Erin Maglaque has been a Junior Research Fellow in early modern history at Oriel College since 2014. Her research focuses on Renaissance Venice and its Mediterranean empire. She has recently been revising her doctoral dissertation into a monograph, An Intimate Empire: Renaissance Venice and its Mediterranean World. The book takes as its subject two imperial families in Renaissance Venice and the Venetian Mediterranean empire. Once in the empire, these Venetian governors formed families across cultural, imperial, and confessional boundaries, as they married colonial women and had children. The book studies this relationship between family, classical learning, and empire in Renaissance Venice and the Venetian Mediterranean state.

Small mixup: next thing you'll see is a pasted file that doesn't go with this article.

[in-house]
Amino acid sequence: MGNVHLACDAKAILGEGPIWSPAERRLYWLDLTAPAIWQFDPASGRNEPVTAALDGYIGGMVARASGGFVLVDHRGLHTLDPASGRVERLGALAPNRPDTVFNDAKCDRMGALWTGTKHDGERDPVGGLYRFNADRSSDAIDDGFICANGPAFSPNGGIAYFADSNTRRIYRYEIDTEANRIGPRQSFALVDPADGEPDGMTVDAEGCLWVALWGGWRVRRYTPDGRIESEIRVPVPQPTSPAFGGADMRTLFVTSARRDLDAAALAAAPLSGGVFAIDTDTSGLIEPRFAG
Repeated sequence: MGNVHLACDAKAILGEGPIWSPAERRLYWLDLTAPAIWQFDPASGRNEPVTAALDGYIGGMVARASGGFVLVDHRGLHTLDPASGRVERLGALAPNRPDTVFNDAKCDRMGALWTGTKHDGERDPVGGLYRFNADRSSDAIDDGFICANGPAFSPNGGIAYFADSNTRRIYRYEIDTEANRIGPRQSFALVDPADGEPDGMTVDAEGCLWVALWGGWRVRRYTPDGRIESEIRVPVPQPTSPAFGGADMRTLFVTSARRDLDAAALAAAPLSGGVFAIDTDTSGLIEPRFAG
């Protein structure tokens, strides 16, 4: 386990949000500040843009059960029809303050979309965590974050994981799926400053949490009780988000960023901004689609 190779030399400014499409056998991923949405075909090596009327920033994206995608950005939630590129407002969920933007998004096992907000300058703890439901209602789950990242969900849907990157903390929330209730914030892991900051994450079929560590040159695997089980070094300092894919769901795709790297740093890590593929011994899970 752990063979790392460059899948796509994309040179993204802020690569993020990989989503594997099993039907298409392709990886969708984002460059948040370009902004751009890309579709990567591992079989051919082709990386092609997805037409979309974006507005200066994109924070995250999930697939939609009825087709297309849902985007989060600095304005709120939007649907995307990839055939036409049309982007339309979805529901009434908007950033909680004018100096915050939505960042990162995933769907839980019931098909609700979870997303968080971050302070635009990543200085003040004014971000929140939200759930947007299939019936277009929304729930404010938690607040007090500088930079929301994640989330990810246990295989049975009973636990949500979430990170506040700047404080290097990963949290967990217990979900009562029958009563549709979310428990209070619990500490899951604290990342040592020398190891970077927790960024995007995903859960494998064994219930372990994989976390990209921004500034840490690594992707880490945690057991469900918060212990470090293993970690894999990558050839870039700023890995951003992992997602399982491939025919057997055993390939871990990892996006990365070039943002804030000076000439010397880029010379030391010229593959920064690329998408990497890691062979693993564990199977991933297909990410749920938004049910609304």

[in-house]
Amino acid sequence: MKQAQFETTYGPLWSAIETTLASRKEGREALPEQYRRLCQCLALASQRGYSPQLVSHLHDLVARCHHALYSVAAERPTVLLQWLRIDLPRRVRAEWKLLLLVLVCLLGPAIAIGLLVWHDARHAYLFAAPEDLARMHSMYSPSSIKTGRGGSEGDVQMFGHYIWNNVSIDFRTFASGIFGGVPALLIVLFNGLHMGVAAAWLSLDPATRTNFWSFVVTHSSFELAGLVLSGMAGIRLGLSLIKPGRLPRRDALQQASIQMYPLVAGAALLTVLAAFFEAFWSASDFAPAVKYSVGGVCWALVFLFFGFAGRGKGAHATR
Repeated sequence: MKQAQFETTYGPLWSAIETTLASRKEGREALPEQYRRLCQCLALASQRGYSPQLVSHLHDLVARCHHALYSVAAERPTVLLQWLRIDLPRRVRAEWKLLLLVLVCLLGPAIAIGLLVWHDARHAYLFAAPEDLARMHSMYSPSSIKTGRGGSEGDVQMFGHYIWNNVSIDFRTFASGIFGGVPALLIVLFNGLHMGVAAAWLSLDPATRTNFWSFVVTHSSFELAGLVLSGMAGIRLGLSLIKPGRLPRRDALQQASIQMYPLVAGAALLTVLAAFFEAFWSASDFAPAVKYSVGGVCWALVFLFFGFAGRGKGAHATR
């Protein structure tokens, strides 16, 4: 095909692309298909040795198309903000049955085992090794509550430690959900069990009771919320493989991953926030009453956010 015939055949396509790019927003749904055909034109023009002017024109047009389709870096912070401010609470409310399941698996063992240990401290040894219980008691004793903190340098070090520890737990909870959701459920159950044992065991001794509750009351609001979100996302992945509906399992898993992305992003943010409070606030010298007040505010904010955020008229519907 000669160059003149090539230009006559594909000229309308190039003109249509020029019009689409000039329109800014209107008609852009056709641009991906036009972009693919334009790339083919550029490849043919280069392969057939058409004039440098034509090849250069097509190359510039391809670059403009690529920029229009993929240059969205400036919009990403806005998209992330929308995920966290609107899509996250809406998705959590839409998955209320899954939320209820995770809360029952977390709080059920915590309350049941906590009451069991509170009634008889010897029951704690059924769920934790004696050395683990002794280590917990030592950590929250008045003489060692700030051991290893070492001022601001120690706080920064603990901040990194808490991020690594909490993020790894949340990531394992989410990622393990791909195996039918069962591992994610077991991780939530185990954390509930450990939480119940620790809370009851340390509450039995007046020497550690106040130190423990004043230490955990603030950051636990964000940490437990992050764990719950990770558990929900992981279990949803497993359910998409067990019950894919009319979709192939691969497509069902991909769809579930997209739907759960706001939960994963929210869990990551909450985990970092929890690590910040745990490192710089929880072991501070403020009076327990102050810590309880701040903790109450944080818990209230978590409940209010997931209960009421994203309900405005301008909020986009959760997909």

Her research project in collaboration with TORCH is the initial phase of a new monograph, provisionally titled Writing to the Empire: Venice's Imperial Subjects, c. 1473-1550. When the subjects and officeholders of the early-modern Venetian empire encountered local problems, they wrote to the Council of Ten in Venice expecting intervention. The Venetian State Archives preserve thousands of such letters. They relate stories about families and communities, from the intimate to the banal to the politically explosive. Yet across this great diversity of subject matter, each writer was attempting to engage the Venetian state on their own behalf. The letters are untapped sources for the social history of the Venetian empire. They not only reveal the lives and concerns of ordinary subjects, but how early-modern empires were built from the bottom up.